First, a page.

A New Power-up for Data Resilience: A Guide to Object-level Exclusions

Learn how object-level exclusions in Pure1 can help to improve Data Protection Assessment insights by filtering out non-essential data that could skew results.

Data Resilience

Summary

Object-level exclusions are a powerful feature in the Pure1® Data Protection Assessment tool. They enable you to create smart exclusion rules, which filter out unnecessary data and enhance the accuracy and effectiveness of assessments.

Summary

Object-level exclusions are a powerful feature in the Pure1® Data Protection Assessment tool. They enable you to create smart exclusion rules, which filter out unnecessary data and enhance the accuracy and effectiveness of assessments.

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In classic video games, each item in your inventory serves a purpose on your quest. It’s the same in data protection, which requires an arsenal of tools to battle against threats. Just as choosing the right gear can make or break your adventure in a game, selecting which data to disregard and which to shield can be crucial in real-world applications.

The latest tool to know is object-level exclusions in Pure1, rules that can provide focus and clarity to your data resiliency efforts. Let’s explore how setting up these exclusions in Pure1 can allow you to customize your environment and focus only on the essential elements you need to succeed. 

Why Object Exclusion Matters

In today’s data-driven world, ensuring the accuracy of your Data Protection Assessments is crucial. To achieve this, it’s essential to focus on the critical data that truly impacts your organization. An effective strategy is setting up object-level exclusion rules, which can significantly improve the accuracy of your assessments by excluding non-essential data such as “Test” and “QA” volumes, directories, filesystems, pods, buckets, or just any type of objects from skewing the results.

Tailoring Your Data Protection Strategy

As a Pure1 administrator, you have the ability to tailor assessments specifically to the needs of your organization. By setting up exclusion rules, you can filter out data stored in specific volumes, directories, filesystems, pods, buckets, or just any type of objects whose names contain certain keywords or phrases. This capability ensures that the assessment focuses solely on critical data, enhancing the reliability of your data protection strategy.

How Exclusion Rules Work

To customize your Data Protection Assessment, you can define rules based on specific criteria: Exclude data from assessment by specifying phrases or text patterns in the names of volumes, directories, filesystems, pods, buckets, or just any type of objects. For example, names starting with “Dev” or “QA” or containing “Testing” can be set to be excluded from the scoring process. On the Data Protection Assessments screen’s honeycomb view, you can click on the “Objects Excluded” hyperlink to see the pop-up to manage the exclusion rules.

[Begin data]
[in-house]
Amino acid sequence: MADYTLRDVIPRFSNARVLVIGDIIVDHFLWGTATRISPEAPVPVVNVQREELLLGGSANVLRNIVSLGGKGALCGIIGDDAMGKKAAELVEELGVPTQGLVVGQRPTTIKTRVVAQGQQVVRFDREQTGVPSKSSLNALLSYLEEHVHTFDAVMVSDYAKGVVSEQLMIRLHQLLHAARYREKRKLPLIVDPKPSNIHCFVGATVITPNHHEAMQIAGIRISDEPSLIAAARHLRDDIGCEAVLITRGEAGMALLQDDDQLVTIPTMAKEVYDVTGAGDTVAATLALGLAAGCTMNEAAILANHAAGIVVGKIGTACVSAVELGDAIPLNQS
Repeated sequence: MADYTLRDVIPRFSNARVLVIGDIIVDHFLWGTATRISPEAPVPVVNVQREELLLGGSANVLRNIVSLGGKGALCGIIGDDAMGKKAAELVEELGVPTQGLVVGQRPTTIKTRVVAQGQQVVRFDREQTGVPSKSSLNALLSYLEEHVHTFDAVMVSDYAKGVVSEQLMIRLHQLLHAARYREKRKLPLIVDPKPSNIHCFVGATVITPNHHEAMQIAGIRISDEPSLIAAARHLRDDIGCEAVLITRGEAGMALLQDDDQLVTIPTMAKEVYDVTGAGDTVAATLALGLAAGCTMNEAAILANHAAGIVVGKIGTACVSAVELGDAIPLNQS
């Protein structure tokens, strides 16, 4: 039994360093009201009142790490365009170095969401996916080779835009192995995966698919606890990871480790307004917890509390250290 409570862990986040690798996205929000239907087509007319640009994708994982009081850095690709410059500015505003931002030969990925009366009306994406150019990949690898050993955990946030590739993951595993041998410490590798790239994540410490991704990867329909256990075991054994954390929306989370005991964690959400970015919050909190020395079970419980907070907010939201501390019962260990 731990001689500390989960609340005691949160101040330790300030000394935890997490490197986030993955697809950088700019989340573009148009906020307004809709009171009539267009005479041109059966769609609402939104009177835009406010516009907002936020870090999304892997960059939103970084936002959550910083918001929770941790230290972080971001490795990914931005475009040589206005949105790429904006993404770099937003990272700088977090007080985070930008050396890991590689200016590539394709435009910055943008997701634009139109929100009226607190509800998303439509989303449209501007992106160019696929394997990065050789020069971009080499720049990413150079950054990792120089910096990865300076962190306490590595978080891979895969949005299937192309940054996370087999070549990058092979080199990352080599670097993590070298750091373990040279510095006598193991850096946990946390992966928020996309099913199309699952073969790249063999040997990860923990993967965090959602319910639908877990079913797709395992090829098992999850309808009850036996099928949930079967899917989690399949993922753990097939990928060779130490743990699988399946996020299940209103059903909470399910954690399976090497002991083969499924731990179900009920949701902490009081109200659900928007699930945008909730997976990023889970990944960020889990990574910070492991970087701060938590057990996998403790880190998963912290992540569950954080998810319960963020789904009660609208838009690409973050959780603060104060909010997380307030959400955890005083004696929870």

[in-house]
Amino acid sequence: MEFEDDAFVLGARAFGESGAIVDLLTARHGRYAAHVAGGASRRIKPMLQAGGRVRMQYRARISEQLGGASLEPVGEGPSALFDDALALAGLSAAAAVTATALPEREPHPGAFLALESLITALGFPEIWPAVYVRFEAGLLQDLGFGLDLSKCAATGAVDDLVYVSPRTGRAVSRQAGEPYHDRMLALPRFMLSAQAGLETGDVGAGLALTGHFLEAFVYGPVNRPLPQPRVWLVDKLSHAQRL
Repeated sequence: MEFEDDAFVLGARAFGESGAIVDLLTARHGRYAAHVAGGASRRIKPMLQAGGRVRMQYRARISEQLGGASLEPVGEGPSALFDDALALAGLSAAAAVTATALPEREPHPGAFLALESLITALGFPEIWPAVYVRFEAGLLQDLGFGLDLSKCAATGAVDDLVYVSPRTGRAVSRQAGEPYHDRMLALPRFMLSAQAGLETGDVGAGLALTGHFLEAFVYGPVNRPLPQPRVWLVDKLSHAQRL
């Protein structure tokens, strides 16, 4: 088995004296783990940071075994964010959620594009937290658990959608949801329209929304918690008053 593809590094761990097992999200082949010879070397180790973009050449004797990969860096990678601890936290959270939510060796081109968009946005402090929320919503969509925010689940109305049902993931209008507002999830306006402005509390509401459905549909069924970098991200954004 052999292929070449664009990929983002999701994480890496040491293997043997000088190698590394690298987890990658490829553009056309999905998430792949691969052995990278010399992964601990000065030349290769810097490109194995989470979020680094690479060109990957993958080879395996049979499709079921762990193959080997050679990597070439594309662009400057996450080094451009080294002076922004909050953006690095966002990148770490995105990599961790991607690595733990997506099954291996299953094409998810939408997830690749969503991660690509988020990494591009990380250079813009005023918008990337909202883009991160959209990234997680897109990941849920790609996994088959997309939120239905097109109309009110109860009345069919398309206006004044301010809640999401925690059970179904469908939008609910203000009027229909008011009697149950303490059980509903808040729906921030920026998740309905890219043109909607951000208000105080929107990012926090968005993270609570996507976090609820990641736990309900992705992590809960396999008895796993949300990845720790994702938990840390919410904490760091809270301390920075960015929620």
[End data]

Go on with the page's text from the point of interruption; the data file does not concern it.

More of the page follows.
object level exclusions
Figure 1: Pure1 Data Protection Assessment screen and Objects Excluded pop-up. 

Admins can customize the exclusion lists based on organizational needs and review existing lists to ensure they are up-to-date. Changes to these lists can be made easily.

If the exclusion rules are modified, the system will display a confirmation dialog detailing the number of new objects to be excluded and the number of previously excluded objects to be reassessed under the revised exclusion rules. This provides admins with an opportunity to review the updated list of objects excluded before finalizing the changes by clicking “Save.”

Data Resilience
Figure 2: Setting up exclusion rules. 

Presets

By default, certain exclusion criteria are already set up to help you get started quickly. The default criteria is anything that starts with “Test_,” “Sample_,” or Devtest.” However, there is also flexibility to add more criteria to this default list or customize it as needed to better fit your organization’s data landscape. By default, certain exclusion criteria are already set up to help you get started quickly. The default criteria is anything that starts with “Test_,” “Sample_,” or Devtest.” However, there is also flexibility to add more criteria to this default list or customize it as needed to better fit your organization’s data landscape.

object level exclusions
Figure 3: Selecting default rules for exclusion rules criteria. 

By focusing on critical data and filtering out unnecessary data through smart exclusion rules, organizations can enhance the accuracy and effectiveness of their Data Protection Assessments. This not only improves data management but also ensures that data protection efforts are as efficient and focused as possible.

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